Finally, the President’s effort to have McFarland write an internal email denying that the President had directed Flynn to discuss sanctions with Kislyak highlights the President’s concern about being associated with Flynn’s conduct. The evidence does not establish that the President was trying to have McFarland lie. The President’s request, however, was sufficiently irregular that McFarland-who did not know the full extent of Flynn’s communications with the President and thus could not make the representation the President wanted-felt the need to draft an internal memorandum documenting the President’s request, and Eisenberg was concerned that the request would look like a quid pro quo in exchange for an ambassadorship. (Vol 1, Pg. 48)

Isn’t it enough to know that Trump thought McFarland knew about what he might’ve told Flynn to show that Trump had a guilty mind? Why would ask someone to lie for you if you didn’t have something that needed covering up?
Again, this is maddening. Mobsters sitting in federal prisons wish they had Trump’s kind of luck and evidentiary standard.

It really feels to me that Mueller blew it on nailing Trump for a conspiracy to violate the Logan Act and an associated cover up/obstruction, suborning perjury of Flynn, and an overarching conspiracy with Russia to interfere in the 2016 election in exchange for favorable policy changes and sanctions relief. This would be tied to the overall conspiracy to violate federal election laws as the Trumpers received several things of value from the Russians in the election and expected to be repaid handsomely with closer relations and an alignment of policy to meet a Russian agenda, which included violating Federal law (Logan Act) to undermine the US govt’s policy of sanctions for election interference. Another word for this is treachery, violating the oath of office, and treason. That act also goes to the larger obstruction of the federal investigation into the Russian attack.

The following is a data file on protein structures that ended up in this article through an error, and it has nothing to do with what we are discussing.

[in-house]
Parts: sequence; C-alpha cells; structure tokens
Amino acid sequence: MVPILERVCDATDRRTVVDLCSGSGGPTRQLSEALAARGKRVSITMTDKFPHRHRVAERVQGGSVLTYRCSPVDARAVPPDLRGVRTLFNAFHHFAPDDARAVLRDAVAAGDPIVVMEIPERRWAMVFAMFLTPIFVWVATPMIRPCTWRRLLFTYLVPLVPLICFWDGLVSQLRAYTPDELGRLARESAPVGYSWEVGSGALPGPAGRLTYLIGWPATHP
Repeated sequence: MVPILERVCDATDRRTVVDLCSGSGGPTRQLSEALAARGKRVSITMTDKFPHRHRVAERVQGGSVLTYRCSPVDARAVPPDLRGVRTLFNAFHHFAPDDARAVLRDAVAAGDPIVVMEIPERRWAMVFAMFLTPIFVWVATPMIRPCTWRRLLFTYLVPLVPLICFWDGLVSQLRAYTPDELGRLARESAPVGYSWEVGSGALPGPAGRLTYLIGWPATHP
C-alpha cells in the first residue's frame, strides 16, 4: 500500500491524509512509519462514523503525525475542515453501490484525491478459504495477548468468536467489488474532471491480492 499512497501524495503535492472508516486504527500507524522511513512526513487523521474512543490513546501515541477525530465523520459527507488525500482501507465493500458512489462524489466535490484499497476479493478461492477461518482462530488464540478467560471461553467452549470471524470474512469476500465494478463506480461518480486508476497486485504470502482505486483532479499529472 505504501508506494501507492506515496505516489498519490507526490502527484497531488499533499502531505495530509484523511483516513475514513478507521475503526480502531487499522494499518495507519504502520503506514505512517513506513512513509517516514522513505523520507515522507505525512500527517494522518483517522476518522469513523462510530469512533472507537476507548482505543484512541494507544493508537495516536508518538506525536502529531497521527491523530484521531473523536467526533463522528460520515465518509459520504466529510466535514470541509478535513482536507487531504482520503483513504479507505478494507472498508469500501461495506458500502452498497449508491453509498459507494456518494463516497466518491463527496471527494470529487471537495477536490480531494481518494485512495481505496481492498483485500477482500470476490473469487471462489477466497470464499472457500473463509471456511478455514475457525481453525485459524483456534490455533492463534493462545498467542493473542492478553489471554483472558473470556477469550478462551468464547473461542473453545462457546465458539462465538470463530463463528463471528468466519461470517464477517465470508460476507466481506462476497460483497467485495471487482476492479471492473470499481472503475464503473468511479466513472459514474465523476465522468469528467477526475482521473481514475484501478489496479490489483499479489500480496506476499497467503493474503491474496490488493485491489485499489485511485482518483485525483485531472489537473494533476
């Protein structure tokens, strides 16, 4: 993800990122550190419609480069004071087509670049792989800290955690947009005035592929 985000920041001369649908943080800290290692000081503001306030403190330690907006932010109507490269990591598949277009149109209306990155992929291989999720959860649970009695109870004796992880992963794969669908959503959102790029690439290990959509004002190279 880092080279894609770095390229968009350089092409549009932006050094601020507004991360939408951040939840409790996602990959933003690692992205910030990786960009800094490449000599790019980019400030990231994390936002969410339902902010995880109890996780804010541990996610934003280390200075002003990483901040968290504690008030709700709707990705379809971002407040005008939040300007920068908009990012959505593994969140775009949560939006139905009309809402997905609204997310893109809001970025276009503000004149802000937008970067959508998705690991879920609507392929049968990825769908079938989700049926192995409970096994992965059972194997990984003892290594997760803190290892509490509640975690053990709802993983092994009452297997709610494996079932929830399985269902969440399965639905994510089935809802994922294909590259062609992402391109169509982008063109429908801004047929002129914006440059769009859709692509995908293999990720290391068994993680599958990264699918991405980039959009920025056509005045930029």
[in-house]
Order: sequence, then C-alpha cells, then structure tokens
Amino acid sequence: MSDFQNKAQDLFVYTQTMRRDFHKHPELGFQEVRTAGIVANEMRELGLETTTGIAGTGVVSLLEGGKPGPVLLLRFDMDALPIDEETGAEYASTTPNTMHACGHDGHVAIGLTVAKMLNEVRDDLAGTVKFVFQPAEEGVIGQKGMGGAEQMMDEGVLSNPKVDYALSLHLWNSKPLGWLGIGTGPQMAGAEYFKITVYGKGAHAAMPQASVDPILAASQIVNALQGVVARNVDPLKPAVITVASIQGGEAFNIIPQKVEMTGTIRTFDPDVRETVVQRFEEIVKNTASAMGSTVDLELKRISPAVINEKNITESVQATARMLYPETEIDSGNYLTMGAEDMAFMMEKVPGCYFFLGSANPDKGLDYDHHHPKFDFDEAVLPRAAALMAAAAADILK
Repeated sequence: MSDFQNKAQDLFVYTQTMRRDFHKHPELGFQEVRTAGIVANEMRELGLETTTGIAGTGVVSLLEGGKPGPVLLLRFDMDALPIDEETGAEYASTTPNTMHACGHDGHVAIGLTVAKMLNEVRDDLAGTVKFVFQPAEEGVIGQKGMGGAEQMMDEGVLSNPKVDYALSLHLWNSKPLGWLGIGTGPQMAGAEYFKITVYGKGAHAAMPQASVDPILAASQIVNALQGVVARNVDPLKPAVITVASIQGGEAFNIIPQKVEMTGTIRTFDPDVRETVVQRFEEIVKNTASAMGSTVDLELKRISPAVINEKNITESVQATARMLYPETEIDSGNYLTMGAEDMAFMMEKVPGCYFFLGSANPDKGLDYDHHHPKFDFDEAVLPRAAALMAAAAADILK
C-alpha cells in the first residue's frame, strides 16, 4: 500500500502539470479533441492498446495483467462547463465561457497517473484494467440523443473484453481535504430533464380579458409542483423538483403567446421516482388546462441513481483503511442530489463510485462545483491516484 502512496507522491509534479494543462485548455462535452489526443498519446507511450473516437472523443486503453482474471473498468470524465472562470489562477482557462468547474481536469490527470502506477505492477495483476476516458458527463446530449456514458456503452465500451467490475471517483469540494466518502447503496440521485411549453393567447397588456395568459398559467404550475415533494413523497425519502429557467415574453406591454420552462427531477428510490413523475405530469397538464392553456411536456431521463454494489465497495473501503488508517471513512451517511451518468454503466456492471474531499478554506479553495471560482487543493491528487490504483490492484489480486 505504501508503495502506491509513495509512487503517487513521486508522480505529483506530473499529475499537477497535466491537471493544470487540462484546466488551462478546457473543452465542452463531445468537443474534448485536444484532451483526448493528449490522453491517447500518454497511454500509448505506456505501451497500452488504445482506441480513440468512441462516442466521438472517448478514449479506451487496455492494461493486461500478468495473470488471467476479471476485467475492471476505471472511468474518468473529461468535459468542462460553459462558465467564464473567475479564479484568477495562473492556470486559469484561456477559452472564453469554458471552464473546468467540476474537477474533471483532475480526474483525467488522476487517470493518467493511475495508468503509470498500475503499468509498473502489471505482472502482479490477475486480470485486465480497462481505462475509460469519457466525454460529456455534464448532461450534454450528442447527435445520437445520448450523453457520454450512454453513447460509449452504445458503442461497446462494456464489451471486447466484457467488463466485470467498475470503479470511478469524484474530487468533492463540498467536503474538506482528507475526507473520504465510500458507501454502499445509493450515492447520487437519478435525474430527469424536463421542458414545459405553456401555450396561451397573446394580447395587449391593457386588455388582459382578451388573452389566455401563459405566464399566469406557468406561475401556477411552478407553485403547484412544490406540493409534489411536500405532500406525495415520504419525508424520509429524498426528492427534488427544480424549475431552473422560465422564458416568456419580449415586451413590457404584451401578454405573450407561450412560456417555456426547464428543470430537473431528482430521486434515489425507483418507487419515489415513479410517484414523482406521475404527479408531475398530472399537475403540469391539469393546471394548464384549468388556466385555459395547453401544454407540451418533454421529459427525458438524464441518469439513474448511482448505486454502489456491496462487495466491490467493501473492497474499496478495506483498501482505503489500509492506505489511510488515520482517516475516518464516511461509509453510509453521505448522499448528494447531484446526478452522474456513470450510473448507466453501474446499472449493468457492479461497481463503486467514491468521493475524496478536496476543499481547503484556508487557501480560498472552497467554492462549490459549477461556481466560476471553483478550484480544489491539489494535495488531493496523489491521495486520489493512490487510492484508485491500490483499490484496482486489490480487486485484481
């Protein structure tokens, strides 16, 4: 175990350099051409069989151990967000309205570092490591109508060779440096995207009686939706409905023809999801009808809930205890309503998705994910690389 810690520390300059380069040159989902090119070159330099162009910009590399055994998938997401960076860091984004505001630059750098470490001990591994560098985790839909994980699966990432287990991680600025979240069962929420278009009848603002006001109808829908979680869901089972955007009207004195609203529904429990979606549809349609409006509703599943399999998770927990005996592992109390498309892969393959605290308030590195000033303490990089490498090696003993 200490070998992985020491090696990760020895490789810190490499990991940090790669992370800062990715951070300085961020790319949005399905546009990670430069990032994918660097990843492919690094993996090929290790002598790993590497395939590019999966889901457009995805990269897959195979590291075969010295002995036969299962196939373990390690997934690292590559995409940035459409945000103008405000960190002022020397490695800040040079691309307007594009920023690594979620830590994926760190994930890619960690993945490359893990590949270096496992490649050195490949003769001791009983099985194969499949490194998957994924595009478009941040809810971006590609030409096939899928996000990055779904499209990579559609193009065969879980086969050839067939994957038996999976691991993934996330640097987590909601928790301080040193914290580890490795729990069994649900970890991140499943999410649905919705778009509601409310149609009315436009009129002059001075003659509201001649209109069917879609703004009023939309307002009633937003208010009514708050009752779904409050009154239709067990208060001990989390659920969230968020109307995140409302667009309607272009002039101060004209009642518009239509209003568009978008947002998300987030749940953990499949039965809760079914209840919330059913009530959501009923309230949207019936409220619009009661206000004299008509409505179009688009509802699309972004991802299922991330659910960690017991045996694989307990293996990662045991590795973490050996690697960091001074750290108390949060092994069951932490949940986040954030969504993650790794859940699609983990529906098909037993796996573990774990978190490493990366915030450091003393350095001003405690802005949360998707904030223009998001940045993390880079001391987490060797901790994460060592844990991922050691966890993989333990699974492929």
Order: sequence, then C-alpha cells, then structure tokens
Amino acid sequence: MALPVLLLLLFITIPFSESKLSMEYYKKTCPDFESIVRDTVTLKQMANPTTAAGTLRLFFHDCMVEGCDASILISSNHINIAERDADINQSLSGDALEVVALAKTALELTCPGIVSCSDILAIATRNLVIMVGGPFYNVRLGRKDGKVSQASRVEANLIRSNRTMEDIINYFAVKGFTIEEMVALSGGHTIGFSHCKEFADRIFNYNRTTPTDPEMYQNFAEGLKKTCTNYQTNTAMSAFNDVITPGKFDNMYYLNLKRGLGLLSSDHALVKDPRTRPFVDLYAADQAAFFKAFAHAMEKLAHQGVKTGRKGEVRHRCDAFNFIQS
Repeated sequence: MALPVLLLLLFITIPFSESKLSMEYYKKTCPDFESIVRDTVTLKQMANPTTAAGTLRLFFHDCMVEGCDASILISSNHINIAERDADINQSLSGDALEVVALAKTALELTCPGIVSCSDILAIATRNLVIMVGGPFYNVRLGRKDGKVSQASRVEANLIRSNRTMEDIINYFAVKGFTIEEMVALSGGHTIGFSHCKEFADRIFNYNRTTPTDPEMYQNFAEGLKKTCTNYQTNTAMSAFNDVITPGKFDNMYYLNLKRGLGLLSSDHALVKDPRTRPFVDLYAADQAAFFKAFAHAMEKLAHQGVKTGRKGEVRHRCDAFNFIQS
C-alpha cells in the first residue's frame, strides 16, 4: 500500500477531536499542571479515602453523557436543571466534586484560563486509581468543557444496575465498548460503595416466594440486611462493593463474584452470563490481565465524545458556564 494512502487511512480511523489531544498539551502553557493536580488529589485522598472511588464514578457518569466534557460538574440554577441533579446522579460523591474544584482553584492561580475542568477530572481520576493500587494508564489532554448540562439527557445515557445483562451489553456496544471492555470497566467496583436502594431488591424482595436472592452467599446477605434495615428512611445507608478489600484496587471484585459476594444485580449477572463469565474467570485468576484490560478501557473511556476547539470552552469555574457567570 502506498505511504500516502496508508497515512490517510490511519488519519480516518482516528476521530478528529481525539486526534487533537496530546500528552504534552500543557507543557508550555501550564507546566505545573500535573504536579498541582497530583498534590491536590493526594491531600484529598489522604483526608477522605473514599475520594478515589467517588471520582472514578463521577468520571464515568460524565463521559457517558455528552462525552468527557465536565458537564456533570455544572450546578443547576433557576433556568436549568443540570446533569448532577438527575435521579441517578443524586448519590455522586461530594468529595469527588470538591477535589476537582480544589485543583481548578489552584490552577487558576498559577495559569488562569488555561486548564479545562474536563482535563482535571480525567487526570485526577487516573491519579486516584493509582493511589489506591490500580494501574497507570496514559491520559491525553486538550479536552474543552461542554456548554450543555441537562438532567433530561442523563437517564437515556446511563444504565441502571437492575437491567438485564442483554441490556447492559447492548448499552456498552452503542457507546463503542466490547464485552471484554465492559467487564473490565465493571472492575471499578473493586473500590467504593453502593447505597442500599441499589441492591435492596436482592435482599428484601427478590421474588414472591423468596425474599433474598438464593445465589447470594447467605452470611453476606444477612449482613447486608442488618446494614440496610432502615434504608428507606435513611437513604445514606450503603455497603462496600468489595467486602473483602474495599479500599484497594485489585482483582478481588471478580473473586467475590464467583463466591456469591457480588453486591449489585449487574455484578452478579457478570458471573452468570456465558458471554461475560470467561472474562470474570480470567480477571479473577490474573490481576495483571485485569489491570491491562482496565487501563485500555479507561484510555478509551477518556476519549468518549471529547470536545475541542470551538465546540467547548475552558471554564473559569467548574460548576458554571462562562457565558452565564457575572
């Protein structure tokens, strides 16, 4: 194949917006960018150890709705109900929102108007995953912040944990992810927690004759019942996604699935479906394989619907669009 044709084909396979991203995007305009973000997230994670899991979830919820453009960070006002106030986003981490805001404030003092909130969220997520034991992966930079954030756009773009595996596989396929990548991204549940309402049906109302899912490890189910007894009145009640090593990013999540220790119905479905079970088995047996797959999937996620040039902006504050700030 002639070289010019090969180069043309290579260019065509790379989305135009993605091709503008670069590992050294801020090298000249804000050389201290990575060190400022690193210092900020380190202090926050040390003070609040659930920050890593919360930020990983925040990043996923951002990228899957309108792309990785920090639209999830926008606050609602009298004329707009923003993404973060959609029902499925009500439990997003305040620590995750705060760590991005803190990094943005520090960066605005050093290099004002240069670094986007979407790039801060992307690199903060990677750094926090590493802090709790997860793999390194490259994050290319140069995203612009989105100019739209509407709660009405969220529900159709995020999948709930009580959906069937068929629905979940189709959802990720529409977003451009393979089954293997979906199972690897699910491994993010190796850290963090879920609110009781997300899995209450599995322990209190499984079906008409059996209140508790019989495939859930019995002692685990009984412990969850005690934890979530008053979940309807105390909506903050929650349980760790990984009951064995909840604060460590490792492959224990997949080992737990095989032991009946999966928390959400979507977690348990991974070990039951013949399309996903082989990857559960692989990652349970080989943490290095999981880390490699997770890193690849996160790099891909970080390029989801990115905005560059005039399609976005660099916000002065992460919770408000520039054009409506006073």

Having said all of that, Mueller did funnel all of these factual findings into an obstruction of justice analysis. That analysis is on pages 44-48 of Vol. II.